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U.S., Vietnam forge partnership to address war legacies

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HCMC – The United States Agency for International Development (USAID) and the Vietnam Office for Seeking Missing Persons (VNOSMP) signed a memorandum of intent on Wednesday to support the DNA analysis of unidentified human remains, which have been recovered from the U.S.-Vietnam war.

USAID said in a statement that the agency will provide Vietnam with the best, cutting edge technology for DNA extraction and analysis, work with Vietnam to increase the effectiveness and efficiency of its laboratories and ultimately increase the number of remains of combatants that can be accurately reunited with their families.

The signing ceremony was attended by U.S. Ambassador to Vietnam Daniel J. Kritenbrink, USAID/Vietnam Mission Director Michael Greene, USAID/Vietnam Deputy Mission Director Craig Hart, Vietnam’s Deputy Minister of Foreign Affairs Bui Thanh Son and VNOSMP Director Le Chi Dung.

Under this agreement, USAID will partner with VNOSMP to fund a new three to five-year, US$2.4 million project, which will complement a broader U.S. Department of Defense effort to support Vietnam’s efforts to find and identify the over 200,000 Vietnamese combatants missing in action.

The United States intends to institutionalize the VMIA cooperation along six lines of effort, of which USAID’s contribution will be to support improving DNA analysis capacity.

“The United States appreciates all the support that Vietnam has provided over the last 35 years in accounting for missing U.S. service members and is committed to supporting the people of Vietnam as they seek to identify and ultimately reunite the remains of the combatants with their loving families,” stated Ambassador Kritenbrink at the ceremony.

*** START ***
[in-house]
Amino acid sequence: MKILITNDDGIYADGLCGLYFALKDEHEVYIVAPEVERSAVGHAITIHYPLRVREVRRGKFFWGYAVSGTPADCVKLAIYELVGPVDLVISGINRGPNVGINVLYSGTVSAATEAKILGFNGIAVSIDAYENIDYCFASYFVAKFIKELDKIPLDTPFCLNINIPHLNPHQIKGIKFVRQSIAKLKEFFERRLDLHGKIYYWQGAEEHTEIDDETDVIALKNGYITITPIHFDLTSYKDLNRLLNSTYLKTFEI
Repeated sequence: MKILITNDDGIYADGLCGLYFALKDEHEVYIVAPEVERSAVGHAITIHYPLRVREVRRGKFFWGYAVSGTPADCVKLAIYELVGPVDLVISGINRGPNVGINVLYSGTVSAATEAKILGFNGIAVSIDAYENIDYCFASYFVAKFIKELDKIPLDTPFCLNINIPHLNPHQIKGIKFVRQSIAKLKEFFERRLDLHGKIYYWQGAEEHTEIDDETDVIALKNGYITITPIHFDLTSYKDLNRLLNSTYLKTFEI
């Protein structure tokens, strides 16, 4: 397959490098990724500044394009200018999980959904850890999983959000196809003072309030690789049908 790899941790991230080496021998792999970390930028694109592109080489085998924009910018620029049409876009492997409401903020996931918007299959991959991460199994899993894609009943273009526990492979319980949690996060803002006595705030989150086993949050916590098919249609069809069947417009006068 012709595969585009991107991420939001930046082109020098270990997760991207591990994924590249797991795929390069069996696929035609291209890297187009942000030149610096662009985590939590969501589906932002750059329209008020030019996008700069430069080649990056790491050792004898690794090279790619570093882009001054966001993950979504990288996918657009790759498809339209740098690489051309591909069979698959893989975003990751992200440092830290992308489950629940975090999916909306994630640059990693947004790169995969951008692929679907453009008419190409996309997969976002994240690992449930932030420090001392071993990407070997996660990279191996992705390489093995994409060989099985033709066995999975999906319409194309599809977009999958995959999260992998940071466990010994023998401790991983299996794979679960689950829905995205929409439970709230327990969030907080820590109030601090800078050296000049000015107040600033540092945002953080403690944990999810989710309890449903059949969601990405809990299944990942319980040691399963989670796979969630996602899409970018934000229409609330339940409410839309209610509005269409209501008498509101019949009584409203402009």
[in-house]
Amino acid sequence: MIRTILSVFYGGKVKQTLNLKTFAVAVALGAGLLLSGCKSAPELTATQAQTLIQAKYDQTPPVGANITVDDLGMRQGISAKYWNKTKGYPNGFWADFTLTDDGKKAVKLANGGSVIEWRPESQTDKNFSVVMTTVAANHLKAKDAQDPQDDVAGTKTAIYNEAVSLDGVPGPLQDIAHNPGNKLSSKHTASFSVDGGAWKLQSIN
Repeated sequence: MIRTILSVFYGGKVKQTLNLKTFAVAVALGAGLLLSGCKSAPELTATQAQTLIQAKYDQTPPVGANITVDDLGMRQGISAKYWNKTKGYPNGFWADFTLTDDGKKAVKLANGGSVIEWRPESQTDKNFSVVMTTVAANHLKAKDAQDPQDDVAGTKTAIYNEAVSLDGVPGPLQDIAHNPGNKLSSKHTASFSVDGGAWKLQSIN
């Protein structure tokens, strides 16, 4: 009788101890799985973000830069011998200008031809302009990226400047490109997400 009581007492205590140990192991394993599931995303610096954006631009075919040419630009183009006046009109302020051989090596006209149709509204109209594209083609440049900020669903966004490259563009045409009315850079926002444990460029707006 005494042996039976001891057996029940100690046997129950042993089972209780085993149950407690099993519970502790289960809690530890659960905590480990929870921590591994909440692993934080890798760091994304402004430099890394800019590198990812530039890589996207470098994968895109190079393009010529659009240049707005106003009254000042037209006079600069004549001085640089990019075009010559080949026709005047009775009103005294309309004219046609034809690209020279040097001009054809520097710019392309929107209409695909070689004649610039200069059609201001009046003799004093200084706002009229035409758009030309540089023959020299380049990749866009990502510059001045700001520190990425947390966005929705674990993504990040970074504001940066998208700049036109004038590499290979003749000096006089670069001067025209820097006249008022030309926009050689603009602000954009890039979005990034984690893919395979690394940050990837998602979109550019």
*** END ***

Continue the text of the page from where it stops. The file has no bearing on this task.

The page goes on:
Since 1989, the United States and Vietnamese Governments have worked together to overcome the effects of the war with programs that remediate dioxin contamination, support persons with disabilities and eliminate unexploded ordnance.

In addition to these activities, the search, recovery and identification of human remains from the war are vitally important both spiritually and culturally for both countries.

USAID helps Vietnam respond to Covid-19

USAID is offering US$9.5 million to its implementing partners in Vietnam to respond to the novel coronavirus pandemic, including US$5 million in economic support funds and US$4.5 million in health assistance.

Between June 15 and 21, USAID supported the effort through its Improving Access, Curriculum and Teaching in Medical Education and Emerging Diseases Alliance.

As a result, three infection and prevention control onsite trainings and technical assistance visits were conducted in the Central Highlands province of Dak Nong, the central province of Quang Binh and the south-central coastal province of Binh Dinh.

Some 150 doctors, nurses and laboratory technicians from 20 provincial and district-level healthcare facilities took part in these trainings and three hospitals received technical assistance on infection and prevention control and pandemic preparedness.

By Gia Phong

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